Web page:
Contemporary accounts of Eleanor belie the stern formal appearance of her many portraits. In her private capacity she loved to gamble, and she was a devoted traveller, moving endlessly from one of her palazzi to another.
She employed continually 10 gold and silver weavers to work on her apparel. She may have needed the fine clothes to disguise her failing appearance, as 21st-century forensic examinations of her body have revealed a huge calcium deficiency which must have caused her enormous amounts of ill health, and dental pain.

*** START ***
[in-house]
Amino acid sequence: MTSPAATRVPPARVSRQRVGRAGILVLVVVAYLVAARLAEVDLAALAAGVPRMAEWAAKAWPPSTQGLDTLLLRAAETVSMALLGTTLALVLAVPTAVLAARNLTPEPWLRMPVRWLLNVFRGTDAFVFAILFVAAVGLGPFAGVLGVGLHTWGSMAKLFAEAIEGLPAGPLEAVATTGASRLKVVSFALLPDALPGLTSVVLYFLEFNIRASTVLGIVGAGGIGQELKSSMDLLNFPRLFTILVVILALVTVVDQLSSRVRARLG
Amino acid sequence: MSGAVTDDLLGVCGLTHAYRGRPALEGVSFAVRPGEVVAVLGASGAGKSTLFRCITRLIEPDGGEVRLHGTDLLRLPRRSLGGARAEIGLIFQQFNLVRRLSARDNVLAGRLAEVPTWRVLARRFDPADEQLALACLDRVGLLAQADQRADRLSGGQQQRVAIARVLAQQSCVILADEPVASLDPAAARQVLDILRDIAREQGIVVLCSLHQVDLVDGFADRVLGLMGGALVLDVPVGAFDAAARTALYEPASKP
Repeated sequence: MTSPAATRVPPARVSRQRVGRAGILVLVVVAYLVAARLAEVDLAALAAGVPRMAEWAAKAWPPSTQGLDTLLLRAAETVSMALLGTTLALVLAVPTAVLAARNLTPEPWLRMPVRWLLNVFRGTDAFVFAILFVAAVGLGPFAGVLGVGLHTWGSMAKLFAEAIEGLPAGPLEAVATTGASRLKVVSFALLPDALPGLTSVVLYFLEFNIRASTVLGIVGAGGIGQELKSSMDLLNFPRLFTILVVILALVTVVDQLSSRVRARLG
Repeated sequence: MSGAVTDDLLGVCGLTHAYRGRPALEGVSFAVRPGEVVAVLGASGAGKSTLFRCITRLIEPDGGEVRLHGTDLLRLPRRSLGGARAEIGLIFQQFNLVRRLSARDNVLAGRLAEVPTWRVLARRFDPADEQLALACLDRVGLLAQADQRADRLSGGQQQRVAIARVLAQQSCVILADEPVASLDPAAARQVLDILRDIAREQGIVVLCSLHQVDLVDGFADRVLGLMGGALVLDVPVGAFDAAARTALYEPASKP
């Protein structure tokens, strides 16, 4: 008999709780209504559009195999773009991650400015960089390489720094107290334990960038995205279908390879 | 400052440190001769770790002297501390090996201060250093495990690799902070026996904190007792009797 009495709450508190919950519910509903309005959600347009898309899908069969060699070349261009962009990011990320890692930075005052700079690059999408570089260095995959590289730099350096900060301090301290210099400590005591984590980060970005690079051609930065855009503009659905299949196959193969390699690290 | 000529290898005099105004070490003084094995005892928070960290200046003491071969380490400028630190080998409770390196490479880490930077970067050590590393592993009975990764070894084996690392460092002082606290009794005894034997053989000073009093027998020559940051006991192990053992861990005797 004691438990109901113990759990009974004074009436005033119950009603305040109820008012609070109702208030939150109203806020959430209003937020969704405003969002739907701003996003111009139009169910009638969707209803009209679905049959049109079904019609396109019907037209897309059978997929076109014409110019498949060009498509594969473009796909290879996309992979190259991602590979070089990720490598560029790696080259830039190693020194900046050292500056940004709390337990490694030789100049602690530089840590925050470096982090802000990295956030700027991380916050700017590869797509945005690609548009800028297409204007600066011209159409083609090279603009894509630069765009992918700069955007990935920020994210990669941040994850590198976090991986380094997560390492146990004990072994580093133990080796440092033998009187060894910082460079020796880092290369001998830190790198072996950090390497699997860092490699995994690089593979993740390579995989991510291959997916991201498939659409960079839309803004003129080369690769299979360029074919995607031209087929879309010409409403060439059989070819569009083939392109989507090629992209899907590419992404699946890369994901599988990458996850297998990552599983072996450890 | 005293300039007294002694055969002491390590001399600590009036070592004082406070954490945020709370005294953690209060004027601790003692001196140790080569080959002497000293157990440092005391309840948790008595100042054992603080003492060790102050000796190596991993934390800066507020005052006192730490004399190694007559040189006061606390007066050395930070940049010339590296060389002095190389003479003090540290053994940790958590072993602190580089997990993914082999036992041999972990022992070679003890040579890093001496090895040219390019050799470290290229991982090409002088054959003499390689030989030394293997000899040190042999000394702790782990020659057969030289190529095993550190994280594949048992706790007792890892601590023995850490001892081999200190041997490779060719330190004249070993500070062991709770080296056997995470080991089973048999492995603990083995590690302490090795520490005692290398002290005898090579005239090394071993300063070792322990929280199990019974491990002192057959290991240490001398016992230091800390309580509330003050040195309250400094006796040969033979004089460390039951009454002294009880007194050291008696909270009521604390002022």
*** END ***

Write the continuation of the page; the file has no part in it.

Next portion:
Eleanor of Toledo died at Pisa in 1562. Since her death, historians have tended to overlook her importance to Florentine history, and today she is often thought of as just another Medici consort and lover of luxury. This is probably due to the numerous portraits painted of her, which always show extravagance of dress. Her funeral dress still survives and is today in the care of the Galleria del Costume in Palazzo Pitti, which she purchased in 1549 as a summer retreat, and which after her death became the principal home of the rulers of Tuscany. In the earlier part of her marriage the Medici lived in Florence's Via Larga at what is now the Palazzo Medici-Riccardi and later at the Palazzo Vecchio. The rebuilding of the Pitti Palace was only partially completed at the time of her death.